Harrison soon realized the schools in the albeas were poorly supplied, so he began taking rigorous journeys by horseback to deliver school supplies, offering goodwill, music and what medical care he knew how to give along the way.

“It took two weeks to get all the schools done,” he said, “and we’d do that four times a year.” He still does, although now the horses are retired and they use a Kawasaki 4WD “mule.”

Then came Hurricane Mitch.

More than 50,000 people have been treated at the clinic run by Paramedics for Children, which has provided quality medical care to some of the poorest communities in Central America. Photo courtesy Rodger Harrison

Destruction & Recovery

The storm hit on Halloween in 1998. Rated a Category 5, Hurricane Mitch moved slowly across the Caribbean, sucking up moisture. When it hit land, it dumped unprecedented volumes of rain—up to 12 inches a day for several days—with wind exceeding 120 mph for two days along the coast.

Severe flooding caused hundreds of mudslides. Most crops were destroyed, and most bridges and roads were washed away. More than 1.5 million people were left homeless. Of the more than 11,000 deaths from the storm, 7,000 were in Honduras.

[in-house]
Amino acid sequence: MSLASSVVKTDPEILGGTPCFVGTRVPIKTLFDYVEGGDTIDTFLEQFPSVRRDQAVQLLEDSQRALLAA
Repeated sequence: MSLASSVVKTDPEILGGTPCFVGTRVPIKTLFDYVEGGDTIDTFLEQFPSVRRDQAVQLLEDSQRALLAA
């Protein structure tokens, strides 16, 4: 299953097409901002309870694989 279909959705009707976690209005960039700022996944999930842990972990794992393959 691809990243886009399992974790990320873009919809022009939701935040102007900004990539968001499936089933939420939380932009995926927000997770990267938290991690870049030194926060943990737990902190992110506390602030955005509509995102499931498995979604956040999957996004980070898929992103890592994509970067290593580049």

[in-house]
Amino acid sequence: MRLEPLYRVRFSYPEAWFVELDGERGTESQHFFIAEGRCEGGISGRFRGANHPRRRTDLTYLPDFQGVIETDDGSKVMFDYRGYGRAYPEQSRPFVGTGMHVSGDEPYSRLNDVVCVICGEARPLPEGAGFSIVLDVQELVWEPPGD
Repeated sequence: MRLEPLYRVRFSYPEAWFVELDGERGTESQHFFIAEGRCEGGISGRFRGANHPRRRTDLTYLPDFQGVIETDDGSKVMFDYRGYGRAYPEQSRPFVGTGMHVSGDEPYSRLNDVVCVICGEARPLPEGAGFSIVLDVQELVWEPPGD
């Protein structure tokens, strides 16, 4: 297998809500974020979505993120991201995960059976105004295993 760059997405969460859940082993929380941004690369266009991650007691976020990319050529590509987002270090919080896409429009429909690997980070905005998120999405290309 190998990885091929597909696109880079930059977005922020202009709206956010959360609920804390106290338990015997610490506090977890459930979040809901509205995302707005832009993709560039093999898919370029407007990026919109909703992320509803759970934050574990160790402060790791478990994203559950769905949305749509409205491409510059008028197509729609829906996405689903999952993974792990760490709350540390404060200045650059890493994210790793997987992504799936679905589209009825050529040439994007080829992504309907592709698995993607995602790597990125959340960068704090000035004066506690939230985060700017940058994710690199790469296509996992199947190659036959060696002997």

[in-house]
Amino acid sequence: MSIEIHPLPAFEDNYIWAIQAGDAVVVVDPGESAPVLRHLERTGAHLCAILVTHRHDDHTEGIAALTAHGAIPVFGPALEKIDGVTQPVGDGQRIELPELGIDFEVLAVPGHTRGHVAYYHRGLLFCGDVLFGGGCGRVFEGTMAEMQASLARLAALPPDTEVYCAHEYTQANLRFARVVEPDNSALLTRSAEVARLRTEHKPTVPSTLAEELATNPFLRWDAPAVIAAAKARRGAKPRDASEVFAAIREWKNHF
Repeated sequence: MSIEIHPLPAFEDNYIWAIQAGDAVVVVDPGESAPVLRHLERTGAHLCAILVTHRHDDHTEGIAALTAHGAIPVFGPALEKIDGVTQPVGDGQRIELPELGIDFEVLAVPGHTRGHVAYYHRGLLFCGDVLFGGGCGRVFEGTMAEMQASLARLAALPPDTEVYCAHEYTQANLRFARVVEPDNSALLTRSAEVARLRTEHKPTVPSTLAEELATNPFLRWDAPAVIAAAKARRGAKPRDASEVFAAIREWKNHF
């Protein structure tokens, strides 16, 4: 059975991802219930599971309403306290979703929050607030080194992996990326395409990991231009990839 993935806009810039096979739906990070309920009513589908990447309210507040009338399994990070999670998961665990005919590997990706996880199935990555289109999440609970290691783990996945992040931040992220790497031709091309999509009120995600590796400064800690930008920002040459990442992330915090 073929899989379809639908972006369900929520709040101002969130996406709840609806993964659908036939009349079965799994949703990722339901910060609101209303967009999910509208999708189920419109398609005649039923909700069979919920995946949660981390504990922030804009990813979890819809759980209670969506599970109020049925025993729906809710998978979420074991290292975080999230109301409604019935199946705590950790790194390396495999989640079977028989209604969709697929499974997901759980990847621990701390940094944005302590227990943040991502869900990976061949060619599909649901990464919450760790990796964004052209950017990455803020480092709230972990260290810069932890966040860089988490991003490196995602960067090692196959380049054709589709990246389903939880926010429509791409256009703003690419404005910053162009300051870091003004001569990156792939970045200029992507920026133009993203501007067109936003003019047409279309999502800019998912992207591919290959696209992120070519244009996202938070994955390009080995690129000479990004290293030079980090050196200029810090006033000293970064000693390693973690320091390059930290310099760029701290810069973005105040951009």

Harrison had just returned to North Carolina from a trip to Copán Ruinas a week earlier. The owner of his regular lodging there called after getting her generator running, and she was frantic. “Where is everybody? No one is here to help us. We have no water or food, everything is covered in mud,” he recalled her saying. He and Morton used their radio and TV connections to ask for supply donations. He used his commercial realtor connections to get a warehouse to use in Charlotte. And Harrison, who also had a commercial pilot’s license, found a small aviation company in Florida willing to fly him and the donations to Honduras. A trucking company donated an 18-wheeler to haul everything to Florida.

“We didn’t have a clue what we were doing,” recalled Morton. They used her bathroom scales at the warehouse to weigh everything box by box until they reached the weight limit for the plane. “We didn’t know about shrink wrap or pallets or anything.”

After the first trip, Morton remembered Harrison telling her that he saw terrible things as he walked around distributing food and supplies, including dismembered bodies. One little girl, maybe 7 years old, was sitting with her little brother and holding an infant. By the time he returned with some food and water for them, the baby had died in the little girl’s arms. Their parents were dead.